The square in front of Railway Hospital has become a stage for Ukraine's confusing domestic politics. The play is called "The State Versus Yulia Tymoshenko," a political farce played by amateur actors, but with no director.
The deputy Ukrainian health minister appears on the stage to say that what is happening upstairs in the hospital "is not being decided by us or by the hospital." Her words could be interpreted as a stab at the government.
Then the deputy head of the prison administration appears. The colonel admits that his agency did publish the treatment plan on the internet, but as a "precaution against provocations." There are only cameras in Tymoshenko's room, he says, "in keeping with Article 103 of the Prison Code," but nowhere else. "Nobody believes him," says a man from the Ukrainian press.
The publication of Tymoshenko's treatment plan is a serious breach of the rules. The prison administration did not consider that in doing so it was handing Tymoshenko a minor victory. The prisoner on the 9th floor is already a step ahead of the government when it comes to public relations. And now someone else has appeared to further her cause.
A woman with long blonde hair has just stepped out of a car in front of the hospital. She is wearing a beige bolero jacket, a matching skirt and pumps. On the dusty, dilapidated square, she looks like Angelina Jolie in Africa. She is Yevgenia Tymoshenko, the prisoner's 32-year-old daughter, who has been traveling around Europe for weeks as her mother's ambassador.
She plans to file a complaint about the despotic actions of the prison authorities in the European Court of Human Rights, says the young woman. "This hospital has been turned into a heavily guarded prison, and the government's objective in doing all of this is to further ridicule Yulia Tymoshenko. I am proud of my mother!"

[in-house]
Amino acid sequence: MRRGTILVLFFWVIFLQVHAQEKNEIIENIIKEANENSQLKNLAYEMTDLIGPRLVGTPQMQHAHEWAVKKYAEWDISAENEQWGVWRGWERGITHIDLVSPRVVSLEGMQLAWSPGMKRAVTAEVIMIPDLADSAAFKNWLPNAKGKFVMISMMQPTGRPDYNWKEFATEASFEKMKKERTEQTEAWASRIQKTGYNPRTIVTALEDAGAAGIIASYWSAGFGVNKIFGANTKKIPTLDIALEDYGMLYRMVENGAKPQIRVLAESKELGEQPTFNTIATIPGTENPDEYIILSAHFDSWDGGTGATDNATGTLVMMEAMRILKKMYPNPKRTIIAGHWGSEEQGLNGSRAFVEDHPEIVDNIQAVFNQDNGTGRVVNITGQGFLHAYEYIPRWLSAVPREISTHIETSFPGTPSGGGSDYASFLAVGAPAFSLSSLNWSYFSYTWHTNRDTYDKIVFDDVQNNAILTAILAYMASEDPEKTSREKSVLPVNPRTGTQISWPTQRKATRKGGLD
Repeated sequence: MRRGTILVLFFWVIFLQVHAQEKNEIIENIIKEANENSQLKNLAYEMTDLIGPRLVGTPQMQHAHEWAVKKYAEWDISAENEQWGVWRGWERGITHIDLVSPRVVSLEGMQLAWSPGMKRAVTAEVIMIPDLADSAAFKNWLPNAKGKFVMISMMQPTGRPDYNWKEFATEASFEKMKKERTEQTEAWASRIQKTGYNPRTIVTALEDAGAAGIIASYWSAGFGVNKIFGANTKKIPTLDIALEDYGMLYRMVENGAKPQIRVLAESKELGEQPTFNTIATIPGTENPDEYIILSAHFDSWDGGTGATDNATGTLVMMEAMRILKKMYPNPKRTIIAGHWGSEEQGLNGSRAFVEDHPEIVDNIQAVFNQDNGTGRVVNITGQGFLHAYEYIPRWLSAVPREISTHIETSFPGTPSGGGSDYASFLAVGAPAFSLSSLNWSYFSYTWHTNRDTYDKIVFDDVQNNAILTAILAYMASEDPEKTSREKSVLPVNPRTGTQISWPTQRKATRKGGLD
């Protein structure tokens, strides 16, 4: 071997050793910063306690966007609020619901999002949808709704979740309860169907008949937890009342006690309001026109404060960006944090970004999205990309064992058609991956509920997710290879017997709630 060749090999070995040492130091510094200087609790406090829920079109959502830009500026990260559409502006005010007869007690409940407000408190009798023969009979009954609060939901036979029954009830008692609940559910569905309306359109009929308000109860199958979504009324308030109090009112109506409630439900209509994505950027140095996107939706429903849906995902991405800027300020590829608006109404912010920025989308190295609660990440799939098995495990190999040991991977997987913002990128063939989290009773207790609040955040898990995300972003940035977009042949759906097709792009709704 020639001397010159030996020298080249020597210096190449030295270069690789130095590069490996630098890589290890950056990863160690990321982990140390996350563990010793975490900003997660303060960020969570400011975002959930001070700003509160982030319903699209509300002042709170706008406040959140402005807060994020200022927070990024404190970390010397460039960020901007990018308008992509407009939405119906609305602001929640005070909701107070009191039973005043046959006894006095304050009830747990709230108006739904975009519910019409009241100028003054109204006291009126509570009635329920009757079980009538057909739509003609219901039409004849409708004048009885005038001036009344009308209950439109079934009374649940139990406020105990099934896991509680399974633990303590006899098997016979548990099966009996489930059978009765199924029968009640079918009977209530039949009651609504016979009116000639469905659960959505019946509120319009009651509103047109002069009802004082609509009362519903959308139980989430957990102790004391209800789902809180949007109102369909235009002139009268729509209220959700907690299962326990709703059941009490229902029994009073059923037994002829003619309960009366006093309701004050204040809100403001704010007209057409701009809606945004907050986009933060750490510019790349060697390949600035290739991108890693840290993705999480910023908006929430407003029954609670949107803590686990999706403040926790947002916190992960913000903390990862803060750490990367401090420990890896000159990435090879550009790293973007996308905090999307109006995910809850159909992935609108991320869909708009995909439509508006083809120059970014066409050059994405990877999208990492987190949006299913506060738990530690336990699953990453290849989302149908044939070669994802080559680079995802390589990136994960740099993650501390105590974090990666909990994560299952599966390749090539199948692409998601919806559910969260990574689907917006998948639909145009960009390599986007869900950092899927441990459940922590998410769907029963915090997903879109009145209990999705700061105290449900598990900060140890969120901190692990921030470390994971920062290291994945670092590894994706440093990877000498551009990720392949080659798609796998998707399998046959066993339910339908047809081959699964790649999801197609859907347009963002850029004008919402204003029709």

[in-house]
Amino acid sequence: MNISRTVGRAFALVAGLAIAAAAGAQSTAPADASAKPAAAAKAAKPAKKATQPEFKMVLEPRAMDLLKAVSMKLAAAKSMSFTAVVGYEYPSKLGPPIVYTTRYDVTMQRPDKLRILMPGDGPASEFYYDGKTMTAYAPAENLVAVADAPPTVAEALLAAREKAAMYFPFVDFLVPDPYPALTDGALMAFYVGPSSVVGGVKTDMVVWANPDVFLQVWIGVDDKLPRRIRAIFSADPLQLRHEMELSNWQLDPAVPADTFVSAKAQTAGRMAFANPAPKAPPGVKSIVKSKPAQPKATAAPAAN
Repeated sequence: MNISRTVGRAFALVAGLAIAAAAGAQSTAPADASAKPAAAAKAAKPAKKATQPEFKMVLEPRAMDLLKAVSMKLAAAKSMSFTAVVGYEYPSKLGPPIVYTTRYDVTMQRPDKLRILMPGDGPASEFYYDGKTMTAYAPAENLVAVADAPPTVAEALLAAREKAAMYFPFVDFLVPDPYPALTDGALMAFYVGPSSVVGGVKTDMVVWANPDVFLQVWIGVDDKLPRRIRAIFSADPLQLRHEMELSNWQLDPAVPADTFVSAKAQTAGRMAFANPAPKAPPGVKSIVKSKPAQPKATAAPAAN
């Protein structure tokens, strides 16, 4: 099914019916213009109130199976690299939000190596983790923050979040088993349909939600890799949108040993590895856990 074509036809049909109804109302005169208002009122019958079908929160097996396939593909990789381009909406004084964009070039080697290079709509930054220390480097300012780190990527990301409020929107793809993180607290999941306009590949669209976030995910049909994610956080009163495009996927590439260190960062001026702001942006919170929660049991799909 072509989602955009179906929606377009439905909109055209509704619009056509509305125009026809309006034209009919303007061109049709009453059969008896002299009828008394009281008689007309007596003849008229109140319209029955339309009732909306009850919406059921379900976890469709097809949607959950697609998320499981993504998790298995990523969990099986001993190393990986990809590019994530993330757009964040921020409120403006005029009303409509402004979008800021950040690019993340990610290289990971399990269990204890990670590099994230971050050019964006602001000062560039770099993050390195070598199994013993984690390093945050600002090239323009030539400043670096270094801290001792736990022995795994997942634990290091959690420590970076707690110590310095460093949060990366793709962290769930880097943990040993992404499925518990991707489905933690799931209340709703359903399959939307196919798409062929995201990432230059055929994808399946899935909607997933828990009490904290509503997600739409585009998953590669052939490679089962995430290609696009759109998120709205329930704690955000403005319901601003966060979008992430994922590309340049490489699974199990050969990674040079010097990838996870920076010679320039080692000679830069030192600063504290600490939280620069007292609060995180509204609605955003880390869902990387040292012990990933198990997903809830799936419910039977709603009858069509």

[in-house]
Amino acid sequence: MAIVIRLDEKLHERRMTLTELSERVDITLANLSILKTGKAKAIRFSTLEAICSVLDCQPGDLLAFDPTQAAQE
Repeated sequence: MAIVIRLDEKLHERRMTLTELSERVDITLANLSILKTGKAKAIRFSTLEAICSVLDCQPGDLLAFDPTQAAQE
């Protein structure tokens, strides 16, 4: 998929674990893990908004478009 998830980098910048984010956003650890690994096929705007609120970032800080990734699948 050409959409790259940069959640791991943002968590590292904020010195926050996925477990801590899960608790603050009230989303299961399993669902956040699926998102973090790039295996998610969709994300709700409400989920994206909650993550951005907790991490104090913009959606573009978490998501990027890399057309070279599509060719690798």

She walks into the hospital and emerges a short time later. The deputy head of the prison administration later says that she didn't even try to go to the 9th floor, but instead left the hospital soon after entering, so that the press would believe that she had been denied access to her mother.
The game continues in this fashion all afternoon, until Harms finally dashes out of the building one last time, his mobile phone pressed to his ear, to tell the press two more things, his voice trembling with anger. He says that he was "absolutely not terrorized by the Tymoshenko people" so that he would discontinue the treatment, as someone had just said on the radio. "It was a complete lie," he adds, noting that his trip home on Ascension Day had already been scheduled earlier and is not a capitulation by any means, and that a colleague from Berlin will replace him next week.
Day after day, the Ukrainian government is producing half-truths and fabrications in the Tymoshenko case, evidence of its helplessness. While each side delivers its statements in front of the hospital in Kharkiv, Prime Minister Mykola Azarov announces that the treatment could take place abroad, after all. But then the health minister goes before the press and corrects her boss, saying that this is "absolutely unnecessary."
At the same time, the opposition is introducing legislation in parliament that is intended to allow Tymoshenko to travel to Germany for treatment. But the governing party rejects the bill. "If some country announces that it will treat all 300,000 inmates in our prisons, we will examine the bill," a representative of the president says with a sneer.
The weekend arrives and Harms returns to Berlin. On the same day, Professor Karl Max Einhäupl, the head of Charité Hospital, throws all caution to the wind. In his opinion as a doctor, he says, a situation must be created for Tymoshenko "that is presumably very difficult to establish in Ukraine." What he means is a situation that has never existed there before.